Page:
Community bankers on Long Island and around the country are optimistic about changes the Trump administration and Congress have promised to laws that tightened supervision of the banking industry after the 2008 financial crisis.
The number of small, local banks has declined since the Great Recession, a change that advocates feel was intensified by the paperwork the increased oversight entails.
“There is a huge amount of paperwork,” said Douglas C. Manditch, chairman and chief executive officer at Islandia-based Empire National Bank and chair of the Independent Bankers Association of New York State. The bank has spent about 13 percent of its annual revenue on regulations and oversight requirements in the last three years, he said. Empire National had about $26 million in revenue in 2016.
“What we have to put our customers through is really difficult. It has gotten to the extreme,” he said. “Much of it is not necessary.” Empire National Bank has assets of $750 million.
The U.S. had 5,521 community banks as of Sept. 30, down more than 25 percent from 7,442 at the end of 2008, when the banking crisis was still in its early days, according to the Independent Community Bankers Association, an industry group.
The Federal Deposit Insurance Corp. has reported nearly 500 bank failures since 2009, most of them small banks. Others have merged to cut costs and stay in business, but many have struggled even as the economy has recovered.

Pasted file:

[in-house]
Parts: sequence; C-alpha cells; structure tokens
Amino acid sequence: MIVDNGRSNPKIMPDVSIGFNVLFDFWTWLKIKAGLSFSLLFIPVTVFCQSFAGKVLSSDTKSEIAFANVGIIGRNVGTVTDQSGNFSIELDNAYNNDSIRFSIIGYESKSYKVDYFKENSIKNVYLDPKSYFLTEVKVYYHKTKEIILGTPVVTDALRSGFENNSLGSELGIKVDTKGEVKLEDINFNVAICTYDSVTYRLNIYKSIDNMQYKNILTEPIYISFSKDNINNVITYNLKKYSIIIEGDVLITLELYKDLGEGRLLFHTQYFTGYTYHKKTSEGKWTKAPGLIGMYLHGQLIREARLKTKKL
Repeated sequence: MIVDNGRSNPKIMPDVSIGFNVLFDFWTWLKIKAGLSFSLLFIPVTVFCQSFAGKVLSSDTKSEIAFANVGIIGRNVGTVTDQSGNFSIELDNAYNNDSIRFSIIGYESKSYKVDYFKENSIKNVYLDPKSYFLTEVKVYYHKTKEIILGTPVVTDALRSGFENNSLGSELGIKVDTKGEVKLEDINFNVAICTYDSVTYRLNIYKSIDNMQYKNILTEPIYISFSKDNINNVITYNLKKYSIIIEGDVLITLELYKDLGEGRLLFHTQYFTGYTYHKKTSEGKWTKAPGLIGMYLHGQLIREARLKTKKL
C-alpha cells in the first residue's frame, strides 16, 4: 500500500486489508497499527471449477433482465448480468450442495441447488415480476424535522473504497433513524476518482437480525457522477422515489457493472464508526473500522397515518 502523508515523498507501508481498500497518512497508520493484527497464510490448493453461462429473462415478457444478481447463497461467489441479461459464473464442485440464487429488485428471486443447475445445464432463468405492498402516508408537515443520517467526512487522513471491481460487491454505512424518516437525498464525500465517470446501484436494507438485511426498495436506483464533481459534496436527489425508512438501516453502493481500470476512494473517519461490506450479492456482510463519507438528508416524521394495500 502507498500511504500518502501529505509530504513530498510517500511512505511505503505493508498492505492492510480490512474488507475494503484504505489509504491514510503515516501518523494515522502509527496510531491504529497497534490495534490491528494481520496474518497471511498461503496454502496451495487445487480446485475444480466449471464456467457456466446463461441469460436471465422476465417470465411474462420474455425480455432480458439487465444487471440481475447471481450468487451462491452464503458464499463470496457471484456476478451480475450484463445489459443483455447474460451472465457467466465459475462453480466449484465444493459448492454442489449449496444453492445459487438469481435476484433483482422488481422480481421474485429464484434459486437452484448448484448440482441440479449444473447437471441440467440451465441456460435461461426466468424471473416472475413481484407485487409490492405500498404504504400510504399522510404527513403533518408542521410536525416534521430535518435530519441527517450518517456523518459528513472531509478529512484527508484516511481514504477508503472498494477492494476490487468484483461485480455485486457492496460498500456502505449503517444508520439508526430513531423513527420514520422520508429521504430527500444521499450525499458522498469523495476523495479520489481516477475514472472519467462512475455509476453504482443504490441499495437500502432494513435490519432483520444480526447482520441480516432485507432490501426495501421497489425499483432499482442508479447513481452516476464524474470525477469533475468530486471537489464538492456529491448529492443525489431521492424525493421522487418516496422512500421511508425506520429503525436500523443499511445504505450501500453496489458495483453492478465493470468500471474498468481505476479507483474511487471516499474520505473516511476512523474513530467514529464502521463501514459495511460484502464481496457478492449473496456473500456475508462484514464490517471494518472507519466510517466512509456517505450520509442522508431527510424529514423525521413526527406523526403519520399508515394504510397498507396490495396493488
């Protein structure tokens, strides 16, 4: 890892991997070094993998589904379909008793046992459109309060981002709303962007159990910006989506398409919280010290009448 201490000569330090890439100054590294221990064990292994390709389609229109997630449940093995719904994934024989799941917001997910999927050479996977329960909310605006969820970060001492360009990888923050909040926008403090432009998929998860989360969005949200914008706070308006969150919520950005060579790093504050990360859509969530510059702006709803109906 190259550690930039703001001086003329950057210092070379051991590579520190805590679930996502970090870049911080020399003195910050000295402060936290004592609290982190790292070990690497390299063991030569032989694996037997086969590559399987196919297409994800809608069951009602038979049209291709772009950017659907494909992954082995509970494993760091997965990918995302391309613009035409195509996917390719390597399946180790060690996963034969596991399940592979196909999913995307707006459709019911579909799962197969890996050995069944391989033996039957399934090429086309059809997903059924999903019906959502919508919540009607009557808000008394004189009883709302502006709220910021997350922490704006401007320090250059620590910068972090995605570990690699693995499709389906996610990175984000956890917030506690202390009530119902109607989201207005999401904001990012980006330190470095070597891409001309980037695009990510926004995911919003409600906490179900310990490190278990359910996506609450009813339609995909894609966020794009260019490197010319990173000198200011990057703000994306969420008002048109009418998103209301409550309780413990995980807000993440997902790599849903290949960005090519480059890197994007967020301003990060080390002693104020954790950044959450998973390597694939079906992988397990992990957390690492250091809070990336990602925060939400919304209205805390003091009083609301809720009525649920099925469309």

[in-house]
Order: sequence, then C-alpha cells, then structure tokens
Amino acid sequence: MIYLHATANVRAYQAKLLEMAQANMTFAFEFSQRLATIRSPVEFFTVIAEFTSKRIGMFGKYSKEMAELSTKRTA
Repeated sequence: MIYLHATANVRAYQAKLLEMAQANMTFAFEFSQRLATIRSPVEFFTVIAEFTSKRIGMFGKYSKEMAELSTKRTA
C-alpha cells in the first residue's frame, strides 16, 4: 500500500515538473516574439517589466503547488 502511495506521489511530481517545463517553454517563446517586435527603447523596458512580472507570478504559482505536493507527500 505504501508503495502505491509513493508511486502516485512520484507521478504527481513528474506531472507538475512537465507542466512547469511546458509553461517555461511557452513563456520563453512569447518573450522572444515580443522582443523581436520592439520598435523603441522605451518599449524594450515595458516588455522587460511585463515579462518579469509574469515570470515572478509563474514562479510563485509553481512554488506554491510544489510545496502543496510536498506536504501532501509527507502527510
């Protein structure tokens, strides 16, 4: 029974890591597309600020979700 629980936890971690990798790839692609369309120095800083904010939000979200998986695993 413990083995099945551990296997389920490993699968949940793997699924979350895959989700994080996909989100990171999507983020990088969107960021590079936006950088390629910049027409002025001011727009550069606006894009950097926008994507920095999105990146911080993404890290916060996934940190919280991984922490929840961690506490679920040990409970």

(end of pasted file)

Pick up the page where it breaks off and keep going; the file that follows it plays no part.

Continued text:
“There are probably a lot of reasons why some of those banks failed, and certainly the economy in general hurt those banks,” said Michael N. Vittorio, president and chief executive of Glen Head-based First of Long Island, the parent company of First National Bank of Long Island, which has $3.5 billion in assets.
But industry groups and some other bankers blame increased regulation, including the Dodd-Frank bill passed by Congress in 2010.
“A great deal of this drop [in the number of community banks], perhaps 50 percent to 75 percent of this drop, is because of regulations,” Manditch said.
Last week, President Donald Trump signed an executive order directing the Treasury secretary to review Dodd-Frank and its thousands of regulations. Changes in the law would have to be made by Congress.
Dodd-Frank has created additional procedures and paperwork for all banks, but community banks have a harder time meeting the requirements because they have far smaller staffs than regional or national financial institutions, says Paul Merski, the ICBA’s chief economist.
“You can’t say which provision it is that’s causing you concern. It’s more like death by a thousand cuts,” said Tim Zimmerman, president of Standard Bank, a Pittsburgh-area community bank with nine branches. — with AP